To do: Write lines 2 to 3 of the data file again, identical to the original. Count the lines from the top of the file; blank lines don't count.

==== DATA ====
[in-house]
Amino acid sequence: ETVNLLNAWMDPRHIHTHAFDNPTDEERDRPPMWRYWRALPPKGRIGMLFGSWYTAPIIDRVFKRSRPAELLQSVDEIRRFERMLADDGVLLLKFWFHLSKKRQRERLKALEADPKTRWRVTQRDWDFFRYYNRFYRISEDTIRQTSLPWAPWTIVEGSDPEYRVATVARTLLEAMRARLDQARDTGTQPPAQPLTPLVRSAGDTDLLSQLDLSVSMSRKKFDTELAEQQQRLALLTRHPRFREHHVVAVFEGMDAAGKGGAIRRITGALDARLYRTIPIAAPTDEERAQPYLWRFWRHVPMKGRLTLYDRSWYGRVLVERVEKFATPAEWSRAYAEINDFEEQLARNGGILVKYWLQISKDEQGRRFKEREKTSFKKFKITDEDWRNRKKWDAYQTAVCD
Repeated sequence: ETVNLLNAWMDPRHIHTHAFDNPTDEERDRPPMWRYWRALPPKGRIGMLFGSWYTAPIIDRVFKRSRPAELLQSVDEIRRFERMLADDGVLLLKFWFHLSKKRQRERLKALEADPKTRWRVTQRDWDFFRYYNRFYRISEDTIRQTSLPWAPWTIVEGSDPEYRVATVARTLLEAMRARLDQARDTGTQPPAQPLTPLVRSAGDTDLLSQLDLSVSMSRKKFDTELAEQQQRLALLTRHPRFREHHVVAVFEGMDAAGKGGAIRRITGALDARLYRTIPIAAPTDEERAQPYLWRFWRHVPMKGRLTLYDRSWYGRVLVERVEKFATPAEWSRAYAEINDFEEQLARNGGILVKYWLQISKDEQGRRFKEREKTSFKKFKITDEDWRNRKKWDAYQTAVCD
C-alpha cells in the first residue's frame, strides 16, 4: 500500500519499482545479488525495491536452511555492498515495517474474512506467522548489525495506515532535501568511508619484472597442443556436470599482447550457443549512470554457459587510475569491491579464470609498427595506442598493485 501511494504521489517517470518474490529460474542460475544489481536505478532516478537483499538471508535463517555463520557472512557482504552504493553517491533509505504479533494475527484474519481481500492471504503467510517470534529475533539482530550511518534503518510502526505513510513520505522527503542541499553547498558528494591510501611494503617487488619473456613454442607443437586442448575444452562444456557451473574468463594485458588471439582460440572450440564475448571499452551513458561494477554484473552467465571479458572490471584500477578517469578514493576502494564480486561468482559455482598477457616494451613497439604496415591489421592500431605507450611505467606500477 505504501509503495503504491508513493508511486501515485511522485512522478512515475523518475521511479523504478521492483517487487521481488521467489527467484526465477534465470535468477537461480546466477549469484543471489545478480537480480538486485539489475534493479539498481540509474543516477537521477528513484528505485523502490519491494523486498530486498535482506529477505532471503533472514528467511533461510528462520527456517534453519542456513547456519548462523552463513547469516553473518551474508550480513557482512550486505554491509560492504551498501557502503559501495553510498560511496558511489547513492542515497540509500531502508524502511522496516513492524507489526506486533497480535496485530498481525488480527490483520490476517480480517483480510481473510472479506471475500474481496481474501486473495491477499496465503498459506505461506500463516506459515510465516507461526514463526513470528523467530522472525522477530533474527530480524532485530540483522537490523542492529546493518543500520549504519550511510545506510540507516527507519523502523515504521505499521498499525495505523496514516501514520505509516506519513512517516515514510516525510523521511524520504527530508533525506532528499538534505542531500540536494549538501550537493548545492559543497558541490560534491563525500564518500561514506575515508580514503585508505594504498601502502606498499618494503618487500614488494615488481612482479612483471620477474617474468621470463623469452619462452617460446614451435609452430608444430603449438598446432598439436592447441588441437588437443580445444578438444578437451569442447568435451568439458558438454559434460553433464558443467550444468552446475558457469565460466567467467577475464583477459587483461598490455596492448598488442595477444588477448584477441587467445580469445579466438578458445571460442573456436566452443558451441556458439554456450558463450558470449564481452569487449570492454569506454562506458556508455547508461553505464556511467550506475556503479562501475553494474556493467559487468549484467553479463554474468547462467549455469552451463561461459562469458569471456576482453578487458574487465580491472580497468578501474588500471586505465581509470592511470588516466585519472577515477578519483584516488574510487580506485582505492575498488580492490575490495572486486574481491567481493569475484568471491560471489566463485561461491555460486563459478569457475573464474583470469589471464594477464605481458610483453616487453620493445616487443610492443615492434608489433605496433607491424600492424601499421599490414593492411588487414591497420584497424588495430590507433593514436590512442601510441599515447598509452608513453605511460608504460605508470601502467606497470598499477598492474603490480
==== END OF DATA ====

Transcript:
Amino acid sequence: ETVNLLNAWMDPRHIHTHAFDNPTDEERDRPPMWRYWRALPPKGRIGMLFGSWYTAPIIDRVFKRSRPAELLQSVDEIRRFERMLADDGVLLLKFWFHLSKKRQRERLKALEADPKTRWRVTQRDWDFFRYYNRFYRISEDTIRQTSLPWAPWTIVEGSDPEYRVATVARTLLEAMRARLDQARDTGTQPPAQPLTPLVRSAGDTDLLSQLDLSVSMSRKKFDTELAEQQQRLALLTRHPRFREHHVVAVFEGMDAAGKGGAIRRITGALDARLYRTIPIAAPTDEERAQPYLWRFWRHVPMKGRLTLYDRSWYGRVLVERVEKFATPAEWSRAYAEINDFEEQLARNGGILVKYWLQISKDEQGRRFKEREKTSFKKFKITDEDWRNRKKWDAYQTAVCD
Repeated sequence: ETVNLLNAWMDPRHIHTHAFDNPTDEERDRPPMWRYWRALPPKGRIGMLFGSWYTAPIIDRVFKRSRPAELLQSVDEIRRFERMLADDGVLLLKFWFHLSKKRQRERLKALEADPKTRWRVTQRDWDFFRYYNRFYRISEDTIRQTSLPWAPWTIVEGSDPEYRVATVARTLLEAMRARLDQARDTGTQPPAQPLTPLVRSAGDTDLLSQLDLSVSMSRKKFDTELAEQQQRLALLTRHPRFREHHVVAVFEGMDAAGKGGAIRRITGALDARLYRTIPIAAPTDEERAQPYLWRFWRHVPMKGRLTLYDRSWYGRVLVERVEKFATPAEWSRAYAEINDFEEQLARNGGILVKYWLQISKDEQGRRFKEREKTSFKKFKITDEDWRNRKKWDAYQTAVCD